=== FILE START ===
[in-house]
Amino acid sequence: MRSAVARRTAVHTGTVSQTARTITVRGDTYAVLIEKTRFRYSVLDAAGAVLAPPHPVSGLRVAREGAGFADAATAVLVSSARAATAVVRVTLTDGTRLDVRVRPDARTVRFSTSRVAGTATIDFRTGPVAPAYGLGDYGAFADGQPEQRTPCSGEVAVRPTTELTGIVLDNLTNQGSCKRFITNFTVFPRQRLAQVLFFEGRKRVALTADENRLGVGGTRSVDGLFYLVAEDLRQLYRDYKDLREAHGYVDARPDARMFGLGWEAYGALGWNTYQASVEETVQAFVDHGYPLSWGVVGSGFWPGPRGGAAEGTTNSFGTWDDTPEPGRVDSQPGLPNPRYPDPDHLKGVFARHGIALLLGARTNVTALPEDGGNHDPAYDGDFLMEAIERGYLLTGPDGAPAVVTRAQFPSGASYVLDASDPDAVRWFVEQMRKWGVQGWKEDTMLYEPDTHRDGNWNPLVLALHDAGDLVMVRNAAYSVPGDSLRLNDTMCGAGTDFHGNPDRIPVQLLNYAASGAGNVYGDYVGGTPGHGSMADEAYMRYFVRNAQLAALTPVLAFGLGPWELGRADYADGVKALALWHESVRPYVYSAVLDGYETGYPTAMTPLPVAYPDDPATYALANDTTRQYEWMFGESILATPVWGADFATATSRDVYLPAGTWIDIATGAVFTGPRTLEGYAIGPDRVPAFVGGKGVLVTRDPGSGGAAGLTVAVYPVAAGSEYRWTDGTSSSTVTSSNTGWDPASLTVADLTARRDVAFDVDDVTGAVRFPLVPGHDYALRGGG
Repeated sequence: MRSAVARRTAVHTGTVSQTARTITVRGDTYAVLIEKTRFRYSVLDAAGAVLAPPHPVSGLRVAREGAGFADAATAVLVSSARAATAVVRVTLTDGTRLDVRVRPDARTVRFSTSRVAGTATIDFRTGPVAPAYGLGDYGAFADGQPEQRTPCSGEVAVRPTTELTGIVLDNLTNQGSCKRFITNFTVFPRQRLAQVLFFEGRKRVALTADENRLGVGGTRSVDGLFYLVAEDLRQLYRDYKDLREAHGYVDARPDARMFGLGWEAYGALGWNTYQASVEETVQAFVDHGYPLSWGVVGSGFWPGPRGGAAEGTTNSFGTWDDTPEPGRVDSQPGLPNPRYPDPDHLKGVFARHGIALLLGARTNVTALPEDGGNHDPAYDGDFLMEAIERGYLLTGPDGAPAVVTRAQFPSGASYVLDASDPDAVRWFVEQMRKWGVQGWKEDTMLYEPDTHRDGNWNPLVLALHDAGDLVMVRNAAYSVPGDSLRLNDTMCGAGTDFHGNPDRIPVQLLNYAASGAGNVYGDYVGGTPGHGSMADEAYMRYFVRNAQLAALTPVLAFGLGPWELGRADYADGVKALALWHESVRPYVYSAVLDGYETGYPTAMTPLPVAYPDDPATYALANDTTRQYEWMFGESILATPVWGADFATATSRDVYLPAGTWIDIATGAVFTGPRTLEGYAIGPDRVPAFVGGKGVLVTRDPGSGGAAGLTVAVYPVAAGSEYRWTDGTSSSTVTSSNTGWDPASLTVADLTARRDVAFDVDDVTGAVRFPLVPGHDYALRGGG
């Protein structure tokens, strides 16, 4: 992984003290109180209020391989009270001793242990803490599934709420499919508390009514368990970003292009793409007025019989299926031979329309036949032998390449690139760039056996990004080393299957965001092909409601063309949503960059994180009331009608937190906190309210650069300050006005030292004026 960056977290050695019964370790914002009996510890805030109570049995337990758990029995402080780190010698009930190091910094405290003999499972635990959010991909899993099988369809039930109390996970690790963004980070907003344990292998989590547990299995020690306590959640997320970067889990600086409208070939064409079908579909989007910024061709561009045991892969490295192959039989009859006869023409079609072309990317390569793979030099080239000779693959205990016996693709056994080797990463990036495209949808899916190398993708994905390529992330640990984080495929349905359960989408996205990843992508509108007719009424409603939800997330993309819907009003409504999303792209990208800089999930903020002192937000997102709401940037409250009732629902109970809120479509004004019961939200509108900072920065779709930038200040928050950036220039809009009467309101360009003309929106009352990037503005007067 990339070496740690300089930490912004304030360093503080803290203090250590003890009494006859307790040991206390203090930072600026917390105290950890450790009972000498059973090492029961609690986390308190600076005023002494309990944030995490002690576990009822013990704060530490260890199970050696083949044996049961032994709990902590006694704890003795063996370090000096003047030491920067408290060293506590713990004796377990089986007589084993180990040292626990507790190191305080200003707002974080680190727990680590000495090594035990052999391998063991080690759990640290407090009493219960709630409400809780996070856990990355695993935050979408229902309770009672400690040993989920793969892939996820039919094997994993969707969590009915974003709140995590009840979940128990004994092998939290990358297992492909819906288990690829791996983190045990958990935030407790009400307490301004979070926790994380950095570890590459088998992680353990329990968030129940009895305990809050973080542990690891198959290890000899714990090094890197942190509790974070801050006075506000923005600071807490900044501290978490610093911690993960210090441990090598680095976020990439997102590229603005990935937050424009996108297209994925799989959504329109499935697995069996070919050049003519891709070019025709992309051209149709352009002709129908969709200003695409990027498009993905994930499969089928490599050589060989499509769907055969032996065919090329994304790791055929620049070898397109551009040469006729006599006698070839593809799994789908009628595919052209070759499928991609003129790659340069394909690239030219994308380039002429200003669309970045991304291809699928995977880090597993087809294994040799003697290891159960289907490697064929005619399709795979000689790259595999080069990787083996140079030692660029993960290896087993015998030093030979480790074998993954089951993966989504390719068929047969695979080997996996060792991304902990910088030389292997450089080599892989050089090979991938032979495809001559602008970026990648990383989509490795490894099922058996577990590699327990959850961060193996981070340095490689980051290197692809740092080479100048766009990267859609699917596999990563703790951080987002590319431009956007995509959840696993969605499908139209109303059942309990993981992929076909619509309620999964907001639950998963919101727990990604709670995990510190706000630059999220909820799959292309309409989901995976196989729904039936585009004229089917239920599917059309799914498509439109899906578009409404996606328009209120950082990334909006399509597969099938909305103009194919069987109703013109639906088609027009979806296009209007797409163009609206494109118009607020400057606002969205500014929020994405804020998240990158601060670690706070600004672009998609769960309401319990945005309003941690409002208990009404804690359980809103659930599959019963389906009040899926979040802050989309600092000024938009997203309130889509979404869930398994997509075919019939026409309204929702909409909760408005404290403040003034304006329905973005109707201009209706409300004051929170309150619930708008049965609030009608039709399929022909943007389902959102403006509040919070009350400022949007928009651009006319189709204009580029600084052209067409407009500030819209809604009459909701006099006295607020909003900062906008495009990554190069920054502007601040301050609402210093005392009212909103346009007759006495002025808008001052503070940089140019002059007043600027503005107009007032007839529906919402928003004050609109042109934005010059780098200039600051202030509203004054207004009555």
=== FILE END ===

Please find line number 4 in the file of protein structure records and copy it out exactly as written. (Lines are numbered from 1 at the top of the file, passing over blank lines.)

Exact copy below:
């Protein structure tokens, strides 16, 4: 992984003290109180209020391989009270001793242990803490599934709420499919508390009514368990970003292009793409007025019989299926031979329309036949032998390449690139760039056996990004080393299957965001092909409601063309949503960059994180009331009608937190906190309210650069300050006005030292004026 960056977290050695019964370790914002009996510890805030109570049995337990758990029995402080780190010698009930190091910094405290003999499972635990959010991909899993099988369809039930109390996970690790963004980070907003344990292998989590547990299995020690306590959640997320970067889990600086409208070939064409079908579909989007910024061709561009045991892969490295192959039989009859006869023409079609072309990317390569793979030099080239000779693959205990016996693709056994080797990463990036495209949808899916190398993708994905390529992330640990984080495929349905359960989408996205990843992508509108007719009424409603939800997330993309819907009003409504999303792209990208800089999930903020002192937000997102709401940037409250009732629902109970809120479509004004019961939200509108900072920065779709930038200040928050950036220039809009009467309101360009003309929106009352990037503005007067 990339070496740690300089930490912004304030360093503080803290203090250590003890009494006859307790040991206390203090930072600026917390105290950890450790009972000498059973090492029961609690986390308190600076005023002494309990944030995490002690576990009822013990704060530490260890199970050696083949044996049961032994709990902590006694704890003795063996370090000096003047030491920067408290060293506590713990004796377990089986007589084993180990040292626990507790190191305080200003707002974080680190727990680590000495090594035990052999391998063991080690759990640290407090009493219960709630409400809780996070856990990355695993935050979408229902309770009672400690040993989920793969892939996820039919094997994993969707969590009915974003709140995590009840979940128990004994092998939290990358297992492909819906288990690829791996983190045990958990935030407790009400307490301004979070926790994380950095570890590459088998992680353990329990968030129940009895305990809050973080542990690891198959290890000899714990090094890197942190509790974070801050006075506000923005600071807490900044501290978490610093911690993960210090441990090598680095976020990439997102590229603005990935937050424009996108297209994925799989959504329109499935697995069996070919050049003519891709070019025709992309051209149709352009002709129908969709200003695409990027498009993905994930499969089928490599050589060989499509769907055969032996065919090329994304790791055929620049070898397109551009040469006729006599006698070839593809799994789908009628595919052209070759499928991609003129790659340069394909690239030219994308380039002429200003669309970045991304291809699928995977880090597993087809294994040799003697290891159960289907490697064929005619399709795979000689790259595999080069990787083996140079030692660029993960290896087993015998030093030979480790074998993954089951993966989504390719068929047969695979080997996996060792991304902990910088030389292997450089080599892989050089090979991938032979495809001559602008970026990648990383989509490795490894099922058996577990590699327990959850961060193996981070340095490689980051290197692809740092080479100048766009990267859609699917596999990563703790951080987002590319431009956007995509959840696993969605499908139209109303059942309990993981992929076909619509309620999964907001639950998963919101727990990604709670995990510190706000630059999220909820799959292309309409989901995976196989729904039936585009004229089917239920599917059309799914498509439109899906578009409404996606328009209120950082990334909006399509597969099938909305103009194919069987109703013109639906088609027009979806296009209007797409163009609206494109118009607020400057606002969205500014929020994405804020998240990158601060670690706070600004672009998609769960309401319990945005309003941690409002208990009404804690359980809103659930599959019963389906009040899926979040802050989309600092000024938009997203309130889509979404869930398994997509075919019939026409309204929702909409909760408005404290403040003034304006329905973005109707201009209706409300004051929170309150619930708008049965609030009608039709399929022909943007389902959102403006509040919070009350400022949007928009651009006319189709204009580029600084052209067409407009500030819209809604009459909701006099006295607020909003900062906008495009990554190069920054502007601040301050609402210093005392009212909103346009007759006495002025808008001052503070940089140019002059007043600027503005107009007032007839529906919402928003004050609109042109934005010059780098200039600051202030509203004054207004009555």